Saturday, October 10, 2009
Ignoble Peace Prize
According to Nobel's will, the Peace Prize should be awarded "to the person who shall have done the most or the best work for fraternity between nations, for the abolition or reduction of standing armies and for the holding and promotion of peace congresses."
It would be laughable if it weren't so tragic. Of course the rest of the world wants a weak America; they would love to dictate the actions of our leaders. Our current president is suggestible, a pawn for those who insult us openly while they fawn over him as a great peacemaker. As long as he persists in his delusions: that bread and circuses will satisfy, that our foreign policy is best expressed with smiles, surrenders, and simperings; that the great nation he leads is an evil nation and deserves every attack terrorists can send us, he will continue to gain trophies from those who hate us. Why are we surprised?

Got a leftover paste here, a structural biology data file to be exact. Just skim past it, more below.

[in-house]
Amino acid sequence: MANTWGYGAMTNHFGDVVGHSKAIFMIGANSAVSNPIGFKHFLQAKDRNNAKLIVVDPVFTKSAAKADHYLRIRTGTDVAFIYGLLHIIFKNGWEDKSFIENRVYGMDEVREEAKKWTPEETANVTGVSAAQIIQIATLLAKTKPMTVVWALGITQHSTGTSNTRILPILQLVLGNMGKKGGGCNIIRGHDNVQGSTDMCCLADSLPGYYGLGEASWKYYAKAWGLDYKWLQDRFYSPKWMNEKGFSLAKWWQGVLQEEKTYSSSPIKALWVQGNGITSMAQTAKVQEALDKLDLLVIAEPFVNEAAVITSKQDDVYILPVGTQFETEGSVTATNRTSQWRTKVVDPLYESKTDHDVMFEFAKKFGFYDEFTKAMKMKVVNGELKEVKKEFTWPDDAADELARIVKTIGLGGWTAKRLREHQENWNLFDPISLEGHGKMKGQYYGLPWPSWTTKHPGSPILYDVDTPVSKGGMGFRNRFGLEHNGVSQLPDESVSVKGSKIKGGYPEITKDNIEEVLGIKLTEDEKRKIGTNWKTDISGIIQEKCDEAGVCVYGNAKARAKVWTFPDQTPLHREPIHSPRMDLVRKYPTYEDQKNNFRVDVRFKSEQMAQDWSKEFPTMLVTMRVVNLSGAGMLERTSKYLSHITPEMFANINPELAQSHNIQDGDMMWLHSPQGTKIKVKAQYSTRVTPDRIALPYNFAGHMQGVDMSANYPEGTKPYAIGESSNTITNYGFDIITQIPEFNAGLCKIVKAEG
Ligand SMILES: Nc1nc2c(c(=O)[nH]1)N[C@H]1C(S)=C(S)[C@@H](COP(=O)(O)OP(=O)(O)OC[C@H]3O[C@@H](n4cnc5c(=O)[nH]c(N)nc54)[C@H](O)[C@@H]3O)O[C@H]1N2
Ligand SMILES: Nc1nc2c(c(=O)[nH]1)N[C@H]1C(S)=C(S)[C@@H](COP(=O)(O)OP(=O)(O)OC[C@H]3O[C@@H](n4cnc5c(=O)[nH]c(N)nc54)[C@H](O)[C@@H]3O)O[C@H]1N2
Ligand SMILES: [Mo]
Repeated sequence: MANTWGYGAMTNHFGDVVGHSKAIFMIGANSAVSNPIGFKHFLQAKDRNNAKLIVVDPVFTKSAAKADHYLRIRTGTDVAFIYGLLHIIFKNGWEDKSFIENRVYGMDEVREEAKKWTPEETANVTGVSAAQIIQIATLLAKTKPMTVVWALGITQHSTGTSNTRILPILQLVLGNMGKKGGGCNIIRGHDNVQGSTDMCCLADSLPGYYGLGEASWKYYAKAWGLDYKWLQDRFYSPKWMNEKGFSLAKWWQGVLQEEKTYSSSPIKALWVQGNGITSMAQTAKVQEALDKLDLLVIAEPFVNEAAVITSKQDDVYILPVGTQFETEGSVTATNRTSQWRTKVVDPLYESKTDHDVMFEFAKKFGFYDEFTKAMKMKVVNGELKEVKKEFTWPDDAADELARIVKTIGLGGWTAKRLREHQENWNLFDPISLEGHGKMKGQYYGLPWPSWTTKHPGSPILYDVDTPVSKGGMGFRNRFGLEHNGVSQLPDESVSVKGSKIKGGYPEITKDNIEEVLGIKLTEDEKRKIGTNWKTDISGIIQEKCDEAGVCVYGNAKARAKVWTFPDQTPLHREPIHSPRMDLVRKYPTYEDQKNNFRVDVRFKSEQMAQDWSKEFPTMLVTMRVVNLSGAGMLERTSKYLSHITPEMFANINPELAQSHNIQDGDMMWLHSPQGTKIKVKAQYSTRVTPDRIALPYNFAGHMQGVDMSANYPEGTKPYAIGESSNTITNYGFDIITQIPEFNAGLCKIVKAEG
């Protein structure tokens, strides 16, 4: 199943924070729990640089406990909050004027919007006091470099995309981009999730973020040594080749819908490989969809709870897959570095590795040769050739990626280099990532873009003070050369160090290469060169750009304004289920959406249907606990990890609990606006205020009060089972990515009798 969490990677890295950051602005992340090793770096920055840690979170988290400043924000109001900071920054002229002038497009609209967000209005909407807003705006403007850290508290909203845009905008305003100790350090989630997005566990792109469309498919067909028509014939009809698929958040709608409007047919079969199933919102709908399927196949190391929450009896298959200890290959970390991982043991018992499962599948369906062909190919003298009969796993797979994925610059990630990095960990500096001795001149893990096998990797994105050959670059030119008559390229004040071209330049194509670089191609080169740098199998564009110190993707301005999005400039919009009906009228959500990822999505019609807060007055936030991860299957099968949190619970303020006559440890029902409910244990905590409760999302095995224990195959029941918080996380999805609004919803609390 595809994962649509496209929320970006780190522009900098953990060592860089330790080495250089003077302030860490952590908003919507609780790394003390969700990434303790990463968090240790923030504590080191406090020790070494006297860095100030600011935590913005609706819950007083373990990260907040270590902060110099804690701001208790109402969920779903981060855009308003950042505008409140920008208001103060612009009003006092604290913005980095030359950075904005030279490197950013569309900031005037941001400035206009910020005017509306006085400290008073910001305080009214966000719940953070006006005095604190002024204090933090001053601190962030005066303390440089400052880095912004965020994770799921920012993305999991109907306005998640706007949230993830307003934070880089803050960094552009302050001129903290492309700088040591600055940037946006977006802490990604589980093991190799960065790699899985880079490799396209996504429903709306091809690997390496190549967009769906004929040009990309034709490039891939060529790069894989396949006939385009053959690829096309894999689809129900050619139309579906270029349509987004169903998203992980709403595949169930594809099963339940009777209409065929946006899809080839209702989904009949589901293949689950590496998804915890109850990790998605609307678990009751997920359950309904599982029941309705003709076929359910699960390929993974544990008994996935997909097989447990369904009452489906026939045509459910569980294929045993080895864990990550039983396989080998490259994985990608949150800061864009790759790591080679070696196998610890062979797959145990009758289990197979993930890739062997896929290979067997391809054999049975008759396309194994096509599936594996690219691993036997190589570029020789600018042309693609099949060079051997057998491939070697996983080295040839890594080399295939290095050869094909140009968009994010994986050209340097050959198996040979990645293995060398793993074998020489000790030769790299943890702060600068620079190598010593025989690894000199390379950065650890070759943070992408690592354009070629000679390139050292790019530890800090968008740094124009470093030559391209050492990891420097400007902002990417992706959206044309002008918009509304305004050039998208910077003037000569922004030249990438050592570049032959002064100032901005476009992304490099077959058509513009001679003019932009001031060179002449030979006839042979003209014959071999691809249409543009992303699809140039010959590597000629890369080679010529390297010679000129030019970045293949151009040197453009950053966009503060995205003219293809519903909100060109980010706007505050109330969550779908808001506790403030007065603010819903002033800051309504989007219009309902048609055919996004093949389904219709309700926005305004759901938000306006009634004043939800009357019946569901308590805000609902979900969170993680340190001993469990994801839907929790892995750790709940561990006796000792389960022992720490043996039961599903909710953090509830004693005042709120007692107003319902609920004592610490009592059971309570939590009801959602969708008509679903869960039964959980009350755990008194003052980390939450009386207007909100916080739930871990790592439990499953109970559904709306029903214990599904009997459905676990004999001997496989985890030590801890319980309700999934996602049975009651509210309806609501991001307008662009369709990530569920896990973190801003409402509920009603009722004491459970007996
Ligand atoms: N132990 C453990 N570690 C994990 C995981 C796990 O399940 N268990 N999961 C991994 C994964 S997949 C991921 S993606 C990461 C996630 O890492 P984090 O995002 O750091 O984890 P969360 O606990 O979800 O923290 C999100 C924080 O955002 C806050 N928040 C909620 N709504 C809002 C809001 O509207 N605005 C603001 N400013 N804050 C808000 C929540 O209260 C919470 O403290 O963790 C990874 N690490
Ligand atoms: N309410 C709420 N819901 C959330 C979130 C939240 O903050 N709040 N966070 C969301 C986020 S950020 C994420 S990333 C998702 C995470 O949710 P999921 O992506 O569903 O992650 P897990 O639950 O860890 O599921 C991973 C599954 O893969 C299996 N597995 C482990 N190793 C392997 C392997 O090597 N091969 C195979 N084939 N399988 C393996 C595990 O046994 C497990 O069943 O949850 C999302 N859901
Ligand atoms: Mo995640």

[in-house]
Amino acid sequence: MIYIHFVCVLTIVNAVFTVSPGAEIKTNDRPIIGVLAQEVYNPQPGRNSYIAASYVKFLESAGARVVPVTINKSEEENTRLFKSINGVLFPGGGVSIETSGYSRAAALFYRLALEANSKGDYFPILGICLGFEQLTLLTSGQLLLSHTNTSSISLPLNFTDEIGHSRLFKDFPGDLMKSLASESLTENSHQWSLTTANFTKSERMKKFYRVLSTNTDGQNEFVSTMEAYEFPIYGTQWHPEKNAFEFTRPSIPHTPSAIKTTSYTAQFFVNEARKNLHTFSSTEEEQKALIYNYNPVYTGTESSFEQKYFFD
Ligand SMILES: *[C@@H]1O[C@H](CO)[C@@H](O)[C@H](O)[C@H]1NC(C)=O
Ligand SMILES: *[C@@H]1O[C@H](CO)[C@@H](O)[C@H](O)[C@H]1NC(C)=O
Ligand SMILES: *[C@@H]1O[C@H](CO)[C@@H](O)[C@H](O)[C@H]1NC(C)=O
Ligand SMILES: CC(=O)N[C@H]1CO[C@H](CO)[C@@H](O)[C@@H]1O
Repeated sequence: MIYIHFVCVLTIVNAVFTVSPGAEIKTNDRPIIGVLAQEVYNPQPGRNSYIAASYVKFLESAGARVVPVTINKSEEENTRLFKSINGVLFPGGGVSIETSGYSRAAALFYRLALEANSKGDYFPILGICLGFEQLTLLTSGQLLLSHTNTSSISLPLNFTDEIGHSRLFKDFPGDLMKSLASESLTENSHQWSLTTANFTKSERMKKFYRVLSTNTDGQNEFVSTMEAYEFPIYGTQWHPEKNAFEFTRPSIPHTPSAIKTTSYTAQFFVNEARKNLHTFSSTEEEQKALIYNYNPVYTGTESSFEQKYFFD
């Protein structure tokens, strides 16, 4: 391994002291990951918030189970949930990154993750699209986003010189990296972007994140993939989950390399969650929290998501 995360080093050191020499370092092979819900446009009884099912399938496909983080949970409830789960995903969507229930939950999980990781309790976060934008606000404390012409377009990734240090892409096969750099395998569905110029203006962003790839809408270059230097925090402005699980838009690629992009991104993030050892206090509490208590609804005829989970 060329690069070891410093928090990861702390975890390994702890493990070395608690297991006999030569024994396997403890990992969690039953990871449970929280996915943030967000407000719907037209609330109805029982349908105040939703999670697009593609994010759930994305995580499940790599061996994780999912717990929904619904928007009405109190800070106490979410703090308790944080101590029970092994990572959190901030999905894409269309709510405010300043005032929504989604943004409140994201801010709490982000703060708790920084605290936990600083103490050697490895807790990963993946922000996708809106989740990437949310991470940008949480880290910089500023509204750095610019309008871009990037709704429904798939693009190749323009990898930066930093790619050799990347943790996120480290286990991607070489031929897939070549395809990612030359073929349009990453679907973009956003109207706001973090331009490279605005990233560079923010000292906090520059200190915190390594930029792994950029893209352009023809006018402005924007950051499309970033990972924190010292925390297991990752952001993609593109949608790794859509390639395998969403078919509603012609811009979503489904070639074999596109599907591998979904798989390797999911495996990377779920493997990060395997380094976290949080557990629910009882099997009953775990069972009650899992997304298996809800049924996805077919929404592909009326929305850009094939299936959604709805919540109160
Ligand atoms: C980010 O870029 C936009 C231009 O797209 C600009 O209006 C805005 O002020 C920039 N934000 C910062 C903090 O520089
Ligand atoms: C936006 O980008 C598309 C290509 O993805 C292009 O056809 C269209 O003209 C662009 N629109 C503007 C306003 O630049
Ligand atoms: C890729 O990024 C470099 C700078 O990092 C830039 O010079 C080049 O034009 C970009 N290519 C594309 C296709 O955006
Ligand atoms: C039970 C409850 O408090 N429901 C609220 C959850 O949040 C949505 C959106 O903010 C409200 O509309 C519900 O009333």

Obama had only been in office for eleven days when nominations for the Peace Prize closed. During those eleven days, and for months before, he was busy campaigning and charming and criticizing the country he aspired to lead. So what great deed precipitated this award? And why so soon? Why couldn't they wait until he finished a term in office at least?
They couldn't have.
Because their purpose was not a noble one.
They were not honoring a great man; they were simply affirming his political alignments, seeking to further manipulate the thinking of the nation he represents.
Who knows? In three years their award might seem even more ludicrous, their real agenda even more obvious. They could not take that chance.
Sorry, Mr. Noble.